1) Download the 2000 test images, organized by stimulus category.
2) Run your model to create saliency maps of each image. The saliency maps should be .jpg images of the same size and name as the original images, and should preserve original directory structure (i.e. 100 images in 20 directories).
3) Submit your maps to email@example.com (as a zip or tar folder with the name of your model as the folder name).
4) We run the scoring metrics to compare how well your saliency maps predict where 24 observers looked on the images. Because we do not make the fixations public (to avoid any model from being trained on the data), it is not possible to score the model on your own. For reference, you can see the Matlab code we use to score models.
5) We post your score and model details on this page.
6) Let us know if you have a publication, website, or publicly available code for your model that we can link to your score in the chart above.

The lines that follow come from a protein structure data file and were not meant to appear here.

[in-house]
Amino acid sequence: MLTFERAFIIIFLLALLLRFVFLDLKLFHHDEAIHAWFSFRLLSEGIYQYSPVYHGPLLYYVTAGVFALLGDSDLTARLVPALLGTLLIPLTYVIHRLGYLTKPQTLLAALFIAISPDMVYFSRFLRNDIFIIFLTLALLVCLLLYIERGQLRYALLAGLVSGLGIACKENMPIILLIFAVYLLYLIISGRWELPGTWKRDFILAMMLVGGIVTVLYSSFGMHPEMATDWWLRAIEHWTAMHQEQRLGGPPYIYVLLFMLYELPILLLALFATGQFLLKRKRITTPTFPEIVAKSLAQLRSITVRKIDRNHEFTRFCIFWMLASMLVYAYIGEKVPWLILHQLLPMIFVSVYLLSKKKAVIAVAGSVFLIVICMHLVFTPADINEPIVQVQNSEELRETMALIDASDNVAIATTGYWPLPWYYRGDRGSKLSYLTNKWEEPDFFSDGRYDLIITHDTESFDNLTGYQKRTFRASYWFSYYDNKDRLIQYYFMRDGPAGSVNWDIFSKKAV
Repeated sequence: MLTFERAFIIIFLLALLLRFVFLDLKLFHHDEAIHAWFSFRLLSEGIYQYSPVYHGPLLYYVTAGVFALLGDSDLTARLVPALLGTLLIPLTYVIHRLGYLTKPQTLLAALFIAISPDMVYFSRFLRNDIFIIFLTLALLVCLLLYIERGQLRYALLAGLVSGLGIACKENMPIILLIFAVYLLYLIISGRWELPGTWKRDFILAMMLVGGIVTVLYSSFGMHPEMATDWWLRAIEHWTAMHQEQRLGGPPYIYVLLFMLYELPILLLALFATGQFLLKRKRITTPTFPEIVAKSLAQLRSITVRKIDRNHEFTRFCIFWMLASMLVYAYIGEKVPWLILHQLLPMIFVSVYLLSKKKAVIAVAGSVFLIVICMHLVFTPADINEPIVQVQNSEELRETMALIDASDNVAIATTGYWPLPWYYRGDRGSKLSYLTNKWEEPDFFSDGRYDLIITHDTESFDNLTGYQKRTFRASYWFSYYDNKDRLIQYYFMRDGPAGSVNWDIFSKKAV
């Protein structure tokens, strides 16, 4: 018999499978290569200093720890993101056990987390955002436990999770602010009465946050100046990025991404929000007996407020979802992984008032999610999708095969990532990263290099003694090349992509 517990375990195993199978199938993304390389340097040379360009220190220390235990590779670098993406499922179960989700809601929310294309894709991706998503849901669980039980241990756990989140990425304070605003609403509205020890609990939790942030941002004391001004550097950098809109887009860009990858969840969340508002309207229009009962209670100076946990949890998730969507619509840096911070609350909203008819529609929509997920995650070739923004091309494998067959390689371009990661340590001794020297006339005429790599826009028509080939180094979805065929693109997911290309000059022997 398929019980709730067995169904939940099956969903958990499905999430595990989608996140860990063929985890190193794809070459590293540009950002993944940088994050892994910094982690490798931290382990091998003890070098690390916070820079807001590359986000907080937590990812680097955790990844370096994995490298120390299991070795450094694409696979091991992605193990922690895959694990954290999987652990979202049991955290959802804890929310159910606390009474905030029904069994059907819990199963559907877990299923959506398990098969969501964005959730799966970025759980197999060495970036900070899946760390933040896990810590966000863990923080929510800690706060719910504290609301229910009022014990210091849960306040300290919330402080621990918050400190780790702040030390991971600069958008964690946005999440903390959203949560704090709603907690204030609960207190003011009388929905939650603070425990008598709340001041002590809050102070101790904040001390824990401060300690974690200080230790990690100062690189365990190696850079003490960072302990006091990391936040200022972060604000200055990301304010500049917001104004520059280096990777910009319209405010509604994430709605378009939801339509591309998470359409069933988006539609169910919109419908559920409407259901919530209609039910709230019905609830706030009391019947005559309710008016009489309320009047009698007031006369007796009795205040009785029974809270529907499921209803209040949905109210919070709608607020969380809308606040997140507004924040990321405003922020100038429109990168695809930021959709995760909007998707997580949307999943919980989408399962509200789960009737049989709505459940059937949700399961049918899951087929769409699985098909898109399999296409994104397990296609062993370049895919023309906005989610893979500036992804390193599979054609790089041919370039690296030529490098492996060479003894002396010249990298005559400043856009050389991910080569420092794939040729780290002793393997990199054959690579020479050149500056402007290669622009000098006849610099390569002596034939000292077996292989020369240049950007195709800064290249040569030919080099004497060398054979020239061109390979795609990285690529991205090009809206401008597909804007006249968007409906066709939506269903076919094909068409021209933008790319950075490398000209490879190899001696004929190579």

7) If you would like to submit results for the 2000 train images as well, we can report how well you are able to predict the fixations of 6 held-out observers on these images.
Optimize your model
Given that we provide the fixation data of 18 observers on a set of 2000 train images, you can approximate how well you will do on the test data of the benchmark, and can use the train data for parameter optimization.
Models that have some blur and center bias, and those that are histogram-matched to the distribution of human fixations (i.e. not too dense or spare) tend to obtain better performances according to our evaluation protocol. You can also take a look at the sample optimization code to see how to select parameters. The evaluation code is the same as the one used for the MIT Saliency Benchmark.